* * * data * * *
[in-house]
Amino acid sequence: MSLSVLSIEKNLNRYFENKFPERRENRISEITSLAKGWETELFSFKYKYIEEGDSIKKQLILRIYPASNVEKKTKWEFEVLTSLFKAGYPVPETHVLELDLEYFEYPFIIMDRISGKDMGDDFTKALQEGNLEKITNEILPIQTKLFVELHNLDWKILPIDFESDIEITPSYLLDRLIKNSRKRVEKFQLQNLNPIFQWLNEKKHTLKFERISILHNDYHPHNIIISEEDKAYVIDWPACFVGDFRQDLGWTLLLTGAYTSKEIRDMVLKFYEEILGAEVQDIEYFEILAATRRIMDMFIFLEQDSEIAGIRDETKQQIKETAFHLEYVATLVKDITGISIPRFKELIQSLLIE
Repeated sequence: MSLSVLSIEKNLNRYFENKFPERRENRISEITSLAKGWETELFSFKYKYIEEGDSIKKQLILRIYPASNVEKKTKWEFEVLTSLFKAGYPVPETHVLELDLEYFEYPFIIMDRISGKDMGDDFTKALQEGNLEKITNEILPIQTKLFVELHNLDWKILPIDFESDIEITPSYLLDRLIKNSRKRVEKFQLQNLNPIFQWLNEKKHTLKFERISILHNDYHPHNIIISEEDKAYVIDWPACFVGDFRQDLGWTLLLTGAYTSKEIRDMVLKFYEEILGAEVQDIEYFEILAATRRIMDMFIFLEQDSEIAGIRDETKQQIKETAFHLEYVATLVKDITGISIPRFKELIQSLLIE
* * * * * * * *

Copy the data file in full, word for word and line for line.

[in-house]
Amino acid sequence: MSLSVLSIEKNLNRYFENKFPERRENRISEITSLAKGWETELFSFKYKYIEEGDSIKKQLILRIYPASNVEKKTKWEFEVLTSLFKAGYPVPETHVLELDLEYFEYPFIIMDRISGKDMGDDFTKALQEGNLEKITNEILPIQTKLFVELHNLDWKILPIDFESDIEITPSYLLDRLIKNSRKRVEKFQLQNLNPIFQWLNEKKHTLKFERISILHNDYHPHNIIISEEDKAYVIDWPACFVGDFRQDLGWTLLLTGAYTSKEIRDMVLKFYEEILGAEVQDIEYFEILAATRRIMDMFIFLEQDSEIAGIRDETKQQIKETAFHLEYVATLVKDITGISIPRFKELIQSLLIE
Repeated sequence: MSLSVLSIEKNLNRYFENKFPERRENRISEITSLAKGWETELFSFKYKYIEEGDSIKKQLILRIYPASNVEKKTKWEFEVLTSLFKAGYPVPETHVLELDLEYFEYPFIIMDRISGKDMGDDFTKALQEGNLEKITNEILPIQTKLFVELHNLDWKILPIDFESDIEITPSYLLDRLIKNSRKRVEKFQLQNLNPIFQWLNEKKHTLKFERISILHNDYHPHNIIISEEDKAYVIDWPACFVGDFRQDLGWTLLLTGAYTSKEIRDMVLKFYEEILGAEVQDIEYFEILAATRRIMDMFIFLEQDSEIAGIRDETKQQIKETAFHLEYVATLVKDITGISIPRFKELIQSLLIE